Tuesday, November 28, 2006

The Myth of Talent, Redux

Interesting comments on my post on Talent, including this post over at The Landscapist. Since I am snowbound, I thought I'd take a bit of time and try to respond to some of this directly.

Since Ed Richards comments seem to summarize the drift of the argument, I'll cite him here:
I disagree - you do not get to be Mozart or Rubens or Stravinsky or Feynman, or fill in the blank other great artists just by working hard. They did work hard - it is necessary but not sufficient. The theme of your last several posts has been to do the best you can do and be happy with what you can do. That is exactly right, because it is all you can do. Denying that talent matters is not necessary for this thesis, and I think it defeats your point - if talent does not matter, it must mean that someone is just not working hard enough when then cannot do great art.

It's not a secret that some people are more capable than others. That's evidently true; we see the evidence around us all the time. Have a bunch of people perform a task, and measure their performance, and their performance will fall roughly along a bell curve, and all that.

But if you want to persuade me that talent is important, it's not enough to list the people who fall in the 99.99999th percentile in their field, and say "These people are talented - without talent they would not be this good". That's working the causal connection backward - you've identified the top performers and then said "See? These people were talented, and they ended up at the top. If you don't have talent, well, you're just screwed." But if the talent myth was correct, you'd be able to take this year's kindergarten class in Seattle, WA, and identify the 'talented' kids, and then fifty years later, you'd observe a near 100% correlation between identifying a kid as 'talented' and their eventual place at the top of the spectrum of performance in their field. And you can't do that. Hell, college admissions staff at universities can't even do that prediction for something as simple as looking at 18 year olds and predicting which ones will graduate from college with good grades four years in the future.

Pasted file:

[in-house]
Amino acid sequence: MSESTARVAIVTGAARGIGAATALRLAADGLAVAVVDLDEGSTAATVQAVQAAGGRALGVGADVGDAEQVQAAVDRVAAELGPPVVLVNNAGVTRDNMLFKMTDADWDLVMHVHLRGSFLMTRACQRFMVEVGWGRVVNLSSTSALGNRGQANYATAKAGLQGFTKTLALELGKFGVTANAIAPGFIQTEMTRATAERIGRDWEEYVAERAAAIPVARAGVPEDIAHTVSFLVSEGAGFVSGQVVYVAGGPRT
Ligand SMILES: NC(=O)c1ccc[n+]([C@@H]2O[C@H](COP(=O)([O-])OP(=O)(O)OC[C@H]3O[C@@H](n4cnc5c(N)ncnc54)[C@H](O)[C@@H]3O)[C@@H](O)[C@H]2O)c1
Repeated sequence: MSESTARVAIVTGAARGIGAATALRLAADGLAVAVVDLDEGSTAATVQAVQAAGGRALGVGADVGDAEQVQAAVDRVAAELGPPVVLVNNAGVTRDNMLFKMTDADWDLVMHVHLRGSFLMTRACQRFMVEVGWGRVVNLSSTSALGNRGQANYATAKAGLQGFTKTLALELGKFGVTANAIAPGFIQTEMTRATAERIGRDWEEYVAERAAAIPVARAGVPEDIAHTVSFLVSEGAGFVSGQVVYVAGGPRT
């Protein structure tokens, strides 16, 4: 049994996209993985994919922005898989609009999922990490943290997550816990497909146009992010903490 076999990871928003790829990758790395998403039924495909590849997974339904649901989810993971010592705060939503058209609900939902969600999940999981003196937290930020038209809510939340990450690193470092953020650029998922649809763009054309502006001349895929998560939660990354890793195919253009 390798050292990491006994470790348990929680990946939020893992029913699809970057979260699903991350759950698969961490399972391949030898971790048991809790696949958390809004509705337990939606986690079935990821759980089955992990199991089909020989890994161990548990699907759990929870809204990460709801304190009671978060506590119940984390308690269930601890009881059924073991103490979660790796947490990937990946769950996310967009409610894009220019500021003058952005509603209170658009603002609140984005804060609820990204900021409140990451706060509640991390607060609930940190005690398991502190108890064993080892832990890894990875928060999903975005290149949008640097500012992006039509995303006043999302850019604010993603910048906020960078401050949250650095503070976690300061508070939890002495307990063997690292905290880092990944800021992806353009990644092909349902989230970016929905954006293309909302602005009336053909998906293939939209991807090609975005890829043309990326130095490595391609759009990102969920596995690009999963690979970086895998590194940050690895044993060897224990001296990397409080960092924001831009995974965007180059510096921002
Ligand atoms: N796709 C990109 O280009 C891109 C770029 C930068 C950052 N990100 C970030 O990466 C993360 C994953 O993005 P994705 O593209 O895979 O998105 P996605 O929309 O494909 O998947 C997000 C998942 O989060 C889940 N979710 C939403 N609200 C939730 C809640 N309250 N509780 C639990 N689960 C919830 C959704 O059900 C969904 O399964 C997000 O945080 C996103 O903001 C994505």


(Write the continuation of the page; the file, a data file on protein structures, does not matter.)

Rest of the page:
Even worse, it's nearly impossible to evaluate early predictions of the careers of 'talented' artists, because when you go back and ask people about the artist's childhood, people don't want to say "What was Vladimir Ashkenazy like as a child? Well, to tell you the truth, I thought he was a no talent worthless kid who would never achieve anything."

And that's the problem. People make some initial effort at something, and they're not very good, and they conclude "I have no talent", and they quit. That's a failure, because as you've defined it, talent can only be identified it after a person's career is nearly complete. It's not a statistical predictor, it's a statistical observation. As a predictor, it's completely valueless.

And when people use it incorrectly as a predictor, they get discouraged, and they quit, and the world in general is less nice a place than it might have been had they persevered.


Blogger Paul Butzi said...

Ed Richards comments (via email):